“What is your name?”
“Come to me, I’ll give you a chocolate!”
“Do you want to play with this red football?, come let’s do it together!”
“Do you know Johnny Johnny Yes Papa!”
These are the regular questions, remarks, comments that a kid often comes across when he meets strangers. Many kids shy away and refuse to answer, hiding behind their mother and many others are more than happy to answer these questions!
Shyness in children and their refusal to socialize easily and comfortably often worries and troubles us. We all ‘secretly’ wish and want our kids to be tagged as a “smart kid” who answers all questions, recites all poems she knows, smiles when she meets people and is comfortable in public places. And it’s not just about our secret wishes and wants but also about the benefit that kids derive from socializing. If they are open to socializing, they:
- Become more independent individuals and open up faster
- Expose themselves to all kind of people in the society and learn the reality of life sooner
- Learn to share with others (Be it their toys, food, books etc.)
- Develop a better understanding of what is right and wrong
- Develop interest in different aspects of life, like arts, sports, people etc.
- Do not grow rigid and gradually learn to adjust with whatever comes their way
- Develop important qualities like having patience; being caring, loving, sacrificing, communicating frankly etc
However, if we put ourselves in the shoes of our kid, we would realize that it is very pressurizing for a child to be the ideal we want her to be. In such a case, we need to help our kids become comfortable with strangers (only to a safe extent) and help them part away with their shyness and refusal to socialize.
Here are a few steps we can take to help our child grow out of the shield of shyness that he holds and shed the cocoon naturally:
- Do not expectDo not expect your child to be a ‘good girl’ or a ‘good boy’ all the time. Do not expect them to answer all questions that people ask them. Do not expect them to sing or dance or mimic in front of people when asked to. We need to begin with this change (of not expecting from them) in ourselves if we want our kid to become more open and extrovert.
- Do not pressurize Do not repeatedly say to your kid things like, ‘when we go there, you got to behave well and say Hi to all aunts and uncles’. Why should she? Let her be. Instead, when you go to a party or in a public place, take her along with you meeting all people (without asking her to do any of it). She shall watch you meeting people and talking to them comfortably and the message that socialization causes no harm will subtly trickle down to her sub-conscious mind.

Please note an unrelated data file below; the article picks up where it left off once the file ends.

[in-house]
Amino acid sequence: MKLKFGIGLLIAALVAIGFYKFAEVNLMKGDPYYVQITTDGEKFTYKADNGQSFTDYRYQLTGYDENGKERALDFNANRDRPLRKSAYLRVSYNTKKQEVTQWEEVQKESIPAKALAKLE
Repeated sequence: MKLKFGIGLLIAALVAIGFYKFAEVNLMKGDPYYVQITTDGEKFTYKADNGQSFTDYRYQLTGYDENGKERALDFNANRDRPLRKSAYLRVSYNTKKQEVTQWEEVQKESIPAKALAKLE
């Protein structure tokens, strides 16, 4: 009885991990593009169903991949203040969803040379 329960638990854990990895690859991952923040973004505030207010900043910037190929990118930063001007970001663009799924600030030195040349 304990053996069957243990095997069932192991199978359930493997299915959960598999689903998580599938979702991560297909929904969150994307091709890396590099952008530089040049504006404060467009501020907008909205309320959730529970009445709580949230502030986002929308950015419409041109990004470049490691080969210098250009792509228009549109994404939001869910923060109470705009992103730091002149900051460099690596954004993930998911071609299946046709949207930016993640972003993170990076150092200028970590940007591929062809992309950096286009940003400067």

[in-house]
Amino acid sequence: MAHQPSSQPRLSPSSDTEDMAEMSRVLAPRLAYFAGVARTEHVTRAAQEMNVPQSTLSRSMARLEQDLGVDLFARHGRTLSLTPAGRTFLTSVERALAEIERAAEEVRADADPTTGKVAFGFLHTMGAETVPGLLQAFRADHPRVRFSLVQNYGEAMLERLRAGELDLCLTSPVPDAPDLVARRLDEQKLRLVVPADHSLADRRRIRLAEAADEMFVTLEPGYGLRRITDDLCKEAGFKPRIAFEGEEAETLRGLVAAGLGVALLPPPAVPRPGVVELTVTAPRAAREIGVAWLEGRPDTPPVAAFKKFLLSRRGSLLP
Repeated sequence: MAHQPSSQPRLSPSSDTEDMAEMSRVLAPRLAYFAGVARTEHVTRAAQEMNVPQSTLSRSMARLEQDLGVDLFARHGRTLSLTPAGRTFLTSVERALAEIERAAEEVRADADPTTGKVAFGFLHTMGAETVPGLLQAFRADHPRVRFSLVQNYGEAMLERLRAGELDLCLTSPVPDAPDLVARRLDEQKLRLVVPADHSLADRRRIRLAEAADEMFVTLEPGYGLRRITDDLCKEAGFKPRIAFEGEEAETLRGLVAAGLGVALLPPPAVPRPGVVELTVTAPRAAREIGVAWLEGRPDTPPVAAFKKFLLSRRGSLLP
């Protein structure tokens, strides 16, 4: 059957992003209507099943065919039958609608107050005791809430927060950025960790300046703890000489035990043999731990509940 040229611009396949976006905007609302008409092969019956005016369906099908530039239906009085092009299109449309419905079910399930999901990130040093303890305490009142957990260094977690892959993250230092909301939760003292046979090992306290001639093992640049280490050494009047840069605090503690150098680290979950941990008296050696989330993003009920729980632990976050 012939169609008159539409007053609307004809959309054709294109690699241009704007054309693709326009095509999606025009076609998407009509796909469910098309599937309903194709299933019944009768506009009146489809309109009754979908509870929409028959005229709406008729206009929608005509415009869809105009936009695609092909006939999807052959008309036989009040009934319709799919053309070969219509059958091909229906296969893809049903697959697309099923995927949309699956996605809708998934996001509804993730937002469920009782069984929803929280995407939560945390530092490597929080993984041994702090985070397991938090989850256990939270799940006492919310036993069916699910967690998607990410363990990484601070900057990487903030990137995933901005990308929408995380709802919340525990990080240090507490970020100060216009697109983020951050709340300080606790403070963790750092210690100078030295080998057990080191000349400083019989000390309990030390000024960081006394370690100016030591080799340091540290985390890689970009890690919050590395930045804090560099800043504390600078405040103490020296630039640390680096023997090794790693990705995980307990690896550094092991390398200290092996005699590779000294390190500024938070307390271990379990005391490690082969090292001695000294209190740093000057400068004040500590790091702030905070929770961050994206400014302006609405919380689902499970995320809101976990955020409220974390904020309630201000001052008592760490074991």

- Never scold her for not opening up Never say to your child ‘why didn’t you talk properly when she was talking to you?’ or ‘why didn’t you give your toy to Sarah?’. Do not scold her for her behaviour. Say encouraging words instead, like, ‘it was great to meet Sarah today! How about taking your toys for her the next time we meet?’ This will mentally prepare her to open up beginning with the next meeting.
- Appreciate Appreciation works wonders for kids. When your child shares a chocolate with his friend or lends him a hand to do anything, definitely – appreciate it. Use words like, “It’s great to know that you shared your sweet with him”, or ” I am so happy you helped Kim with her bags”.
- Buy toys that are easy to share Instead of buying a single racing car or a single Barbie Doll, buy toys that are more in number and are more convenient to share, thus promoting sharing in kids. Toys like building blocks, tea set, crayons, jigsaw puzzles and the like are good for this.
- Help her vent out Call her friends home and ask them to do whatever they like! And by this I mean – Whatever! They! Like! Allow them to jump on the bed, have pillow fights, shout on the top of their voices, through soft toys at each other and so on. Carrying out such activities will help your child release her frustration and this venting out session will help her much better to open up.
- Introduce him to one new person every day
This will help your child to know that her world doesn’t consist of only her family, friends, teachers and neighbors. There is much more to it. Take her to the grocery store with you, take her shopping, jogging – any place where you can find new faces and encourage her to meet them. Again, do not pressurize or expect her to be good at it – simply try and encourage.
These and many other ways can help a child become more comfortable in the presence of strangers, new faces and new kids. If dealt with patience and love, all parents can help their children become more extrovert and less shy leading them to socialize comfortably all their life.